Thinking Big: Introducing Test Analytics

First published 23/10/2013

This article appeared in the October 2013 Edition of Professional Tester magazine. To fit the magazine format, the article was edited somewhat. The original/full article can be downloaded here.

Big Data

Right now, Big Data is trending. Data is now being captured at an astonishing speed. Any device that has a power supply has some software driving it. If the device is connected to a network or the internet, then the device is probably posting activity logs somewhere. The volumes being captured across organisations are huge – databases of Petabytes (millions of Gigabytes) of data are springing up in large and not so large organisations. Traditional, relational technology simply cannot cope. Mayer-Schonberger and Cukier argue in their book, “Big Data” [1], it’s not that data is huge, it’s that, for all business domains, it seems to be much bigger than we collected before. Big Data can be huge, but the more interesting aspect of Big Data is its lack of structure. The change in the philosophy of Big Data is reflected in three principles.
  1. Traditionally, we have dealt with samples (because the full data set is large), and as a consequence we have tended to focus on relationships that reflected cause and effect. Looking at the entire data set allows us to see details that we never could before.
  2. Using the full data set releases us from the need to be exact. If we are dealing with data points in the tens or hundreds, we focus on precision. If we deal with thousands or millions of data points, we aren’t so obsessed with minor inaccuracies like losing a few records here and there.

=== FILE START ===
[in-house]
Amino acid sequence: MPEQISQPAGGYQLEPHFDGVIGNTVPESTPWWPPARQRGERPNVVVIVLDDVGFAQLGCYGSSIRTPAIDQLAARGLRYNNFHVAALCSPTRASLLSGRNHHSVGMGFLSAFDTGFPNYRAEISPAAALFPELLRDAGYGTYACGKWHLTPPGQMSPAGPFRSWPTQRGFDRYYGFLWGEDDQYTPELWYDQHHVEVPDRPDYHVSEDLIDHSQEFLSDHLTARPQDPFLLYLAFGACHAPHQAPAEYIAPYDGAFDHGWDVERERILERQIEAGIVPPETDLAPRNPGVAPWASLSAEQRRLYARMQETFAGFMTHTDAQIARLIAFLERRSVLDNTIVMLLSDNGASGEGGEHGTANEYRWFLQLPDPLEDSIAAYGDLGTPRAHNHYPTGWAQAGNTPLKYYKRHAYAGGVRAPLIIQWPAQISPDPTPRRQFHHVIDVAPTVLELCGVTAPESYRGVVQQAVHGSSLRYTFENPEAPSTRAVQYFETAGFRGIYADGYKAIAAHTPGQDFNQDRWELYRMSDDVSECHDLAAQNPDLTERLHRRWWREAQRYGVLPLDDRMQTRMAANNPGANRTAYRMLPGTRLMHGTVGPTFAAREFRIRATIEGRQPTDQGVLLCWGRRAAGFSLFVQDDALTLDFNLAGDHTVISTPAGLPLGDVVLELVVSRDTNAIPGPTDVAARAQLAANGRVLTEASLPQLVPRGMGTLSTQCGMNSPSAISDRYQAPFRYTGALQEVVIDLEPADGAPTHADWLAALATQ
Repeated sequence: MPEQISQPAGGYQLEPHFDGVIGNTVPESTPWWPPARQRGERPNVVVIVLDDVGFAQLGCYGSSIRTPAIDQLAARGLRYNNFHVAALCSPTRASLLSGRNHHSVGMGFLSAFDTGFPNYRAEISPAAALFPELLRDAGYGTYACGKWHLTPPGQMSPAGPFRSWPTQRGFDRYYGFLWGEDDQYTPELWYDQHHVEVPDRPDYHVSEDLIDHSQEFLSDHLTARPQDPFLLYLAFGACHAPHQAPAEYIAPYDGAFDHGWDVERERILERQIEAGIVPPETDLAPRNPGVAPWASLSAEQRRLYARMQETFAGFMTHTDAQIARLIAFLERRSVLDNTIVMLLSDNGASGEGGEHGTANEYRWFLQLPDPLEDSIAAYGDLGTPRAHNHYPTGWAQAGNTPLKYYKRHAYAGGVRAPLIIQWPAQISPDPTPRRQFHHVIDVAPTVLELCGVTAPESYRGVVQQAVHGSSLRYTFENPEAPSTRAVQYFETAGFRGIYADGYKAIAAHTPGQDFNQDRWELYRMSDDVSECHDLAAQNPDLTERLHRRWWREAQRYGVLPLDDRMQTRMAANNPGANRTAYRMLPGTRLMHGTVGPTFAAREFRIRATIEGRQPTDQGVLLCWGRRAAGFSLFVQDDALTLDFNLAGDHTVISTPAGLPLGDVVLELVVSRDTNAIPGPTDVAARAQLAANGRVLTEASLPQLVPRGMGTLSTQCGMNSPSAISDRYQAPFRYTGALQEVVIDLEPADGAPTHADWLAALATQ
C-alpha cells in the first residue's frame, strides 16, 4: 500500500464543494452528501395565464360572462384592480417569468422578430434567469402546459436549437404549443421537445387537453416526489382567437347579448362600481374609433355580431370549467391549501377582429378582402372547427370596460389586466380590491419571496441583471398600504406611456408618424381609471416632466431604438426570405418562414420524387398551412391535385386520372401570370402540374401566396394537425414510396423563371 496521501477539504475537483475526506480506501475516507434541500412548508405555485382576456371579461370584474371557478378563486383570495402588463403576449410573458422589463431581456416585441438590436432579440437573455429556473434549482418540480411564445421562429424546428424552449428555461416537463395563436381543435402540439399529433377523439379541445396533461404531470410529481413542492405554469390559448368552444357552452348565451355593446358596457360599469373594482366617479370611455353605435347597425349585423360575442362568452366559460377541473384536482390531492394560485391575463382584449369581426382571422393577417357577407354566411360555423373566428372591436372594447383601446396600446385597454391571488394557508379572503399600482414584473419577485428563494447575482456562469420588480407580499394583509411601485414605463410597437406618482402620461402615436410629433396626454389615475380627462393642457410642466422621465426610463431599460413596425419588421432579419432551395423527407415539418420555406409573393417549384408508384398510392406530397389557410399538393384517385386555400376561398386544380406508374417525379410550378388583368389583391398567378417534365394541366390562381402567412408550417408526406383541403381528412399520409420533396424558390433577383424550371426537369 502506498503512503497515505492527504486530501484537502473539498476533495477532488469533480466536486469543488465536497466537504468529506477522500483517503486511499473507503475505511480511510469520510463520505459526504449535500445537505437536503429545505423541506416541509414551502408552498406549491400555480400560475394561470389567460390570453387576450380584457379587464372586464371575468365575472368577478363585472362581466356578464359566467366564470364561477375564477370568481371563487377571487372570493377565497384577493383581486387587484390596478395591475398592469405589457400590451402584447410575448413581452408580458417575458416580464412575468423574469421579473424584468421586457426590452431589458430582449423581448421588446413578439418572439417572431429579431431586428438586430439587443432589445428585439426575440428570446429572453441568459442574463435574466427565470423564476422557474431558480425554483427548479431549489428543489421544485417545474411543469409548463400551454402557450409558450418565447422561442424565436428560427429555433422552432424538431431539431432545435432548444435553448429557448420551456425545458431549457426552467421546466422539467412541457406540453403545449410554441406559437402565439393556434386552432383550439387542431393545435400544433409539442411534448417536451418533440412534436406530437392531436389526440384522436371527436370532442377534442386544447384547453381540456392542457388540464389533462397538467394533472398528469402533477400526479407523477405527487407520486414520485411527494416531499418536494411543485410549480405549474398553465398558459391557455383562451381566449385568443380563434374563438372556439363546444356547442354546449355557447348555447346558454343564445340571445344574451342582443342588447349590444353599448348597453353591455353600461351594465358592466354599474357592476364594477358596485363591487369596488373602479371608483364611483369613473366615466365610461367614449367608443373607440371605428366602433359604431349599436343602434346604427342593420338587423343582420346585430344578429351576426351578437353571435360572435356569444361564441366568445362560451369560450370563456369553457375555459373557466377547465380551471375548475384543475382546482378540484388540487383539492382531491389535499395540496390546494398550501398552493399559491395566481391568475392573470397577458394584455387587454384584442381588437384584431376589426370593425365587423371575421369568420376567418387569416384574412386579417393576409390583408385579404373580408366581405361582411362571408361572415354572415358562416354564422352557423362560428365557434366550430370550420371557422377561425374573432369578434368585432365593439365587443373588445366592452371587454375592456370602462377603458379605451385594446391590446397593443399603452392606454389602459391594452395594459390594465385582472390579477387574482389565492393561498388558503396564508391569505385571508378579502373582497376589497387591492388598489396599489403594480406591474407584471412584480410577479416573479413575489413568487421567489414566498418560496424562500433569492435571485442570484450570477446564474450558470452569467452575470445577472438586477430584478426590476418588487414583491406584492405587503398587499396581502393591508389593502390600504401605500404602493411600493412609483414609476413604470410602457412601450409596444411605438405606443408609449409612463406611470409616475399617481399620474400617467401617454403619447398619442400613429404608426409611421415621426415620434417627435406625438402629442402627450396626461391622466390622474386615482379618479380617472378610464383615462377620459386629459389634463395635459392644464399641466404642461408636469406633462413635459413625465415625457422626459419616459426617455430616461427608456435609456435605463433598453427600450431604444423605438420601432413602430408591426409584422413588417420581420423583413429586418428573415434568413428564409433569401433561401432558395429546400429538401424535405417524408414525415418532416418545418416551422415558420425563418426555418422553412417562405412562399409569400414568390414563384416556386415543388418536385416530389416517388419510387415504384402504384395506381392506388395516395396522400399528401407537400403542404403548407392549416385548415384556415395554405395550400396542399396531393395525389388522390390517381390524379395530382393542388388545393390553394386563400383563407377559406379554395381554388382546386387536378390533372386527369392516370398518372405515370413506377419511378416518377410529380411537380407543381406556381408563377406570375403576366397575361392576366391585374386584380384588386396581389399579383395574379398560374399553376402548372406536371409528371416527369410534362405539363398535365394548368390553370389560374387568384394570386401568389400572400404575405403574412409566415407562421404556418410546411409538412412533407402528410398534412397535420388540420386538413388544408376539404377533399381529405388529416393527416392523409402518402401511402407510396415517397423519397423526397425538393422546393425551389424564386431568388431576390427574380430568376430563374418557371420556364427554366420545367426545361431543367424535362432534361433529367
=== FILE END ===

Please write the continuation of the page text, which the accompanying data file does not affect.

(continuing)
3. We must not be obsessed with causality. If the data tells us there is a correlation between two things we measure, then so be it. We don’t need to analyse the relationship to make use of it. It might be good enough just to know that the number of cups of coffee bought by product owners in the cafeteria correlates inversely with the number of severity 1 incidents in production. (Obviously, I made that correlation up – but you see what I mean). Maybe we should give the POs tea instead?
The interest in Big Data as a means of supporting decision-making is rapidly growing. Larger organisations are creating teams of so-called data scientists to orchestrate the capture of data and analyse it to obtain insights. The phrase ‘from insight to action’ is increasingly used to summarise the need to improve and accelerate business decision-making.

‘From Insight to Action’Activity logs tend to be captured as plain text files with fields delimited by spaces, tabs or commas or as JSON or XML formatted data. This data does not appear validated, structured and integral as it would be in a relational table – it needs filtering, cleaning, enriching as well as storing. New tools designed to deal with such data are becoming available. A new set of data management and analysis disciplines are also emerging. What opportunities are out there for testing? Can the Big Data tools and disciplines be applied to traditional test practices? Will these test practices have to change to make use of Big Data? This article explores how data captured throughout a test and assurance process could be merged and integrated with definition data (requirements and design information) and production monitoring data and analysed in interesting and useful ways.

The original/full article can be downloaded here.

Tags: #continuousdelivery #BigData #TestAnalytics

Paul Gerrard My linkedin profile is here